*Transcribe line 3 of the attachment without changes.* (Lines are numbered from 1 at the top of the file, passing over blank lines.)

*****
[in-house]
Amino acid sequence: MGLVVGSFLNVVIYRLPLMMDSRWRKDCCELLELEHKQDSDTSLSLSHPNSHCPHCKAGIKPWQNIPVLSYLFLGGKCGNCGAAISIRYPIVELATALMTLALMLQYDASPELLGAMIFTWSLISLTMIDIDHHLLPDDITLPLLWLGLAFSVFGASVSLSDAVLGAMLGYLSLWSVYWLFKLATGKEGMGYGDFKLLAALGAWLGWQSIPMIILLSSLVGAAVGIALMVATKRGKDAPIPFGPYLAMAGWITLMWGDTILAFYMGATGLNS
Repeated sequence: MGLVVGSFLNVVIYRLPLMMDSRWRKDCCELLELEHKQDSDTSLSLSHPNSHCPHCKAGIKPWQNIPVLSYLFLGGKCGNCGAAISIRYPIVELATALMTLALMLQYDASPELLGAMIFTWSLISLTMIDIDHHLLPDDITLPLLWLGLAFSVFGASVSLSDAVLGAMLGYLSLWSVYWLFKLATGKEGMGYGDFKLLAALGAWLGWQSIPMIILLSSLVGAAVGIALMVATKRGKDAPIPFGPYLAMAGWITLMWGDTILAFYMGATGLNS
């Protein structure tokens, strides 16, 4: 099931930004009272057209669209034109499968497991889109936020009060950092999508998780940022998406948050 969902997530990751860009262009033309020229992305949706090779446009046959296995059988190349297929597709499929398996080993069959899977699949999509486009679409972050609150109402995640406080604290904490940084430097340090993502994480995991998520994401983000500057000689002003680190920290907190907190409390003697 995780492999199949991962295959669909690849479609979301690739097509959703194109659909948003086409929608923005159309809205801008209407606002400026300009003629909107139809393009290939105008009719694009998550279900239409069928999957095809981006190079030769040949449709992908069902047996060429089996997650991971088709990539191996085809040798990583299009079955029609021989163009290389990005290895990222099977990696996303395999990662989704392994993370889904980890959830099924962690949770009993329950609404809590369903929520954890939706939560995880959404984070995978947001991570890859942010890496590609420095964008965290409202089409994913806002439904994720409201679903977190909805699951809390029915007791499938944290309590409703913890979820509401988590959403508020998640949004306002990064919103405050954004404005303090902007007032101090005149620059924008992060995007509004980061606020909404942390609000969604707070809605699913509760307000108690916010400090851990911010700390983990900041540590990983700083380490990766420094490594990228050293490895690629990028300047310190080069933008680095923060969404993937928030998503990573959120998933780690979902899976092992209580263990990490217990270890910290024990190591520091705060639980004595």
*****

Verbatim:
Repeated sequence: MGLVVGSFLNVVIYRLPLMMDSRWRKDCCELLELEHKQDSDTSLSLSHPNSHCPHCKAGIKPWQNIPVLSYLFLGGKCGNCGAAISIRYPIVELATALMTLALMLQYDASPELLGAMIFTWSLISLTMIDIDHHLLPDDITLPLLWLGLAFSVFGASVSLSDAVLGAMLGYLSLWSVYWLFKLATGKEGMGYGDFKLLAALGAWLGWQSIPMIILLSSLVGAAVGIALMVATKRGKDAPIPFGPYLAMAGWITLMWGDTILAFYMGATGLNS